Trace element volatility and the conditions of liquid-vapor separation in the proto-lunar disk
Dmitry Ivanov, Caroline Fitoussi, Bernard Bourdon
Available online 21 June 2022
• New condensation temperatures for trace elements during Moon formation were calculated.
• Lunar condensates were formed by mixing high-T and low-T condensates.
• Liquid metal must have been present to explain the volatile siderophile element pattern in the Moon.”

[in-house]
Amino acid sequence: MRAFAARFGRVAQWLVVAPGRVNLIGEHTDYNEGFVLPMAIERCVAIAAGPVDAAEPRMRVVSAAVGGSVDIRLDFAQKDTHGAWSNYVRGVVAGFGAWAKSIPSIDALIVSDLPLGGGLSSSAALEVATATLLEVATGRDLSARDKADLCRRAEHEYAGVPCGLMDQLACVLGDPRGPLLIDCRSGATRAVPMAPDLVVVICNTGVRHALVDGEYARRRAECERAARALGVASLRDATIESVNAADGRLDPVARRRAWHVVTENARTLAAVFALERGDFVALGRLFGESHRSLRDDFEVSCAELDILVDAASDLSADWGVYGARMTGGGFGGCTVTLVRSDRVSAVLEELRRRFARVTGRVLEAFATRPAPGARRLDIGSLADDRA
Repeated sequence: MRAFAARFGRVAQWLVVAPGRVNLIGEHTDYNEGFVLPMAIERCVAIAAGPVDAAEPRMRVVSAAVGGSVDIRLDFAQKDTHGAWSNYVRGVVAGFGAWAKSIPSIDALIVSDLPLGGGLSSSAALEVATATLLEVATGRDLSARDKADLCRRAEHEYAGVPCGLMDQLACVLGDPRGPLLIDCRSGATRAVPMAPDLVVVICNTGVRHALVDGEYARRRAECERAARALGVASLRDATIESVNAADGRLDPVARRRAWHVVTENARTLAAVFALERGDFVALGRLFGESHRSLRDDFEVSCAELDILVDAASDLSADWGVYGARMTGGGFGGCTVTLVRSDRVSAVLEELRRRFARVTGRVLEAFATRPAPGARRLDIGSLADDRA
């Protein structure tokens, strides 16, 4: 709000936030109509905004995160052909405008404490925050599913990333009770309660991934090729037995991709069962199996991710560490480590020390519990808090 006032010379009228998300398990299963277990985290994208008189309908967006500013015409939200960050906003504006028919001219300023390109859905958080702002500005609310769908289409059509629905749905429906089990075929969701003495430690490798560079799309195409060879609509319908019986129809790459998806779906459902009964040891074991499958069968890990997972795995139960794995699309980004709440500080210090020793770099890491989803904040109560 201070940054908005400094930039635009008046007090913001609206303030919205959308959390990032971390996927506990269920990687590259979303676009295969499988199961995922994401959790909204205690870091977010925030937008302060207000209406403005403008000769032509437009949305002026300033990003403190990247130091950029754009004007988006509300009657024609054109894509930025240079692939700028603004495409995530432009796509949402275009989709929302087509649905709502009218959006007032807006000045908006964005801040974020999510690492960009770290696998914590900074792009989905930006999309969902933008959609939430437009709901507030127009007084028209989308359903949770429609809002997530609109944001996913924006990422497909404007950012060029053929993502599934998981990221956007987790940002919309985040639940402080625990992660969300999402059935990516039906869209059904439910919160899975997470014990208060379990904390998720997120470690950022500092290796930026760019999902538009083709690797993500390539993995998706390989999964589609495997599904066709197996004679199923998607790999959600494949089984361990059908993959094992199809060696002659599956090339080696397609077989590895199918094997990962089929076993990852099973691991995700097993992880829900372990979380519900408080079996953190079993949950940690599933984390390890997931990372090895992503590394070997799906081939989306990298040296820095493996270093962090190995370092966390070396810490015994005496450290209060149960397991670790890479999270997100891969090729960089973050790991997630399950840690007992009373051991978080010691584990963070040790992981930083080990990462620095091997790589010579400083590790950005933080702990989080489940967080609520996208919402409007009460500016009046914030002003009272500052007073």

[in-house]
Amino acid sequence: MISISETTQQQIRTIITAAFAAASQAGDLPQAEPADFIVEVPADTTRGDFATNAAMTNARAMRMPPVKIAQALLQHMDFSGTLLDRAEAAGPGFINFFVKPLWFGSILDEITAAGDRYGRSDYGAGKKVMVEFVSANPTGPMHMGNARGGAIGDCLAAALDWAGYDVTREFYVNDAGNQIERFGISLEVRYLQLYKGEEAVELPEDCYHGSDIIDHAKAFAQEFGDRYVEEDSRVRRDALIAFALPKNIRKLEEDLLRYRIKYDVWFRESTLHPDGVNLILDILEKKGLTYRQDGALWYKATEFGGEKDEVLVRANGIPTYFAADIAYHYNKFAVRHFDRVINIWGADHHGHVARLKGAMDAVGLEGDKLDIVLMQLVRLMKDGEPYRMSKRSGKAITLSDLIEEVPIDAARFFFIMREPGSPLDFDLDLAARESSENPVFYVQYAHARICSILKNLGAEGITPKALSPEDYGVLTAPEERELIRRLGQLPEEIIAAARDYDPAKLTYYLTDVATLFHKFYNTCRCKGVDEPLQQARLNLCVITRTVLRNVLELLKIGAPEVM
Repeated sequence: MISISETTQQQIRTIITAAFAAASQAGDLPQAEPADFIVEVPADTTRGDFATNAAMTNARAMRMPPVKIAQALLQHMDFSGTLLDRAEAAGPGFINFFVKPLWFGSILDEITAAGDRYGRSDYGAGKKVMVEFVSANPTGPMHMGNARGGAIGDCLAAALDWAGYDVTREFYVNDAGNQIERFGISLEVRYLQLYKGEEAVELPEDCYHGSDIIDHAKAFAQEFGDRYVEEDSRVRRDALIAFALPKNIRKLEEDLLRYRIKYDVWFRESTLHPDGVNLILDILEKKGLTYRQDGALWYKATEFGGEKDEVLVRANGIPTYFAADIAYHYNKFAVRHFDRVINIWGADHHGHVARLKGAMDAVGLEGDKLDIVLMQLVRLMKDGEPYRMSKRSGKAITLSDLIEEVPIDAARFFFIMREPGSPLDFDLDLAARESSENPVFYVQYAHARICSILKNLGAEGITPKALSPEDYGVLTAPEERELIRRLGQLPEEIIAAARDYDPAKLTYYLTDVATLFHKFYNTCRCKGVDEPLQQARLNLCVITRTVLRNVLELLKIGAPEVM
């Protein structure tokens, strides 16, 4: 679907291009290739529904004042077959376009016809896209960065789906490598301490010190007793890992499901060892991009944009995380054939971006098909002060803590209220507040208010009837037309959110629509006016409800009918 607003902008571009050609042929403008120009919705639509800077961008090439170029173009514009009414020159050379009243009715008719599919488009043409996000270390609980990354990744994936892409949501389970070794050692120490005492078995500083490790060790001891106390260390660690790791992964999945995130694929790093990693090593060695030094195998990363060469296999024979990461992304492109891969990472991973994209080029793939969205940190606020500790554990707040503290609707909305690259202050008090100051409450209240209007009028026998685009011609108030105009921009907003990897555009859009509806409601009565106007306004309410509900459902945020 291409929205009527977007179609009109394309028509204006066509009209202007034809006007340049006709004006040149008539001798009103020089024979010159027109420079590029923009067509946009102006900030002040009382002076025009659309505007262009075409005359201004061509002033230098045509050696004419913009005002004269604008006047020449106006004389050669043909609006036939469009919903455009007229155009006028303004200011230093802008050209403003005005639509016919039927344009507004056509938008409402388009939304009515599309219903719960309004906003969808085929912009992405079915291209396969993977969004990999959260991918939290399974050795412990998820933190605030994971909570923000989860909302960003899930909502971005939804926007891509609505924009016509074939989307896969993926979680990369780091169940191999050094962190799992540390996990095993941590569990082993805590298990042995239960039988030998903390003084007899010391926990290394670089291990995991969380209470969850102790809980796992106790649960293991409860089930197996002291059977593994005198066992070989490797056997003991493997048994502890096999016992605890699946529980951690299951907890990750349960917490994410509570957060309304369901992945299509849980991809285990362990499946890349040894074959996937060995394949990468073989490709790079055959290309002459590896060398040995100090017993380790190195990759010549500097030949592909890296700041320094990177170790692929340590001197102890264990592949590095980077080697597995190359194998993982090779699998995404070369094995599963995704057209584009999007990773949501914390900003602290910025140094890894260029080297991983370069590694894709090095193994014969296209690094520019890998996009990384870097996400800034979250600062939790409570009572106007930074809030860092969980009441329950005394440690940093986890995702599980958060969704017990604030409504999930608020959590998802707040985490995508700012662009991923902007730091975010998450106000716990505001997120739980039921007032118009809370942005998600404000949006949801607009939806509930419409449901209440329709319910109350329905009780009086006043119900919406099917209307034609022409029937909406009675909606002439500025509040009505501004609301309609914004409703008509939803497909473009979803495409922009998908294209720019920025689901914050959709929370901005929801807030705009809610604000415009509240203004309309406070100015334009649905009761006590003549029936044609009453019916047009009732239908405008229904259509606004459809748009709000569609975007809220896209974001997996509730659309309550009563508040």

“The Moon is thought to have formed from material ejected by a giant impact that took place at the end of Earth’s accretion. The material ejected to space generated a large hot structure where material beyond the Roche limit accreted to form the Moon. It has long been known that the Moon is characterized by abundances in moderately volatile elements (MVE) lower than that of the Earth, while more recent studies have established that the concentrations in refractory elements are similar to the bulk Silicate Earth. The thermodynamic conditions that prevailed after this impact are poorly known and understanding the origin of the Moon-Earth differences in MVE requires a knowledge of the volatility of elements under these conditions. In this study, we reexamine the volatility of a large set of geochemically relevant elements and attempt to determine the P-T conditions under which volatiles were putatively separated from the liquid material. Our model predicts very different condensation temperatures due to higher pressures, compared with the conditions of the Solar Nebula and we extend the values of these temperatures to a wide number of trace elements (Se, Ag, Pt, Mo, W, Zn, Sn, Sb, Rb, Cs, U, Th, Cr, Ni, Co, Ga, Ge, Cu, and P). Our modeling shows that the observed lunar compositions cannot be explained by a single set of P and T conditions. Rather, it is best explained by a mixture between high-temperature condensates (~4000 K) and low temperature condensates (2000-2500 K). An important constraint is that for the low temperature condensates, liquid metal must have been stable and this is crucial for matching the abundance of volatile siderophile elements in the bulk Moon.”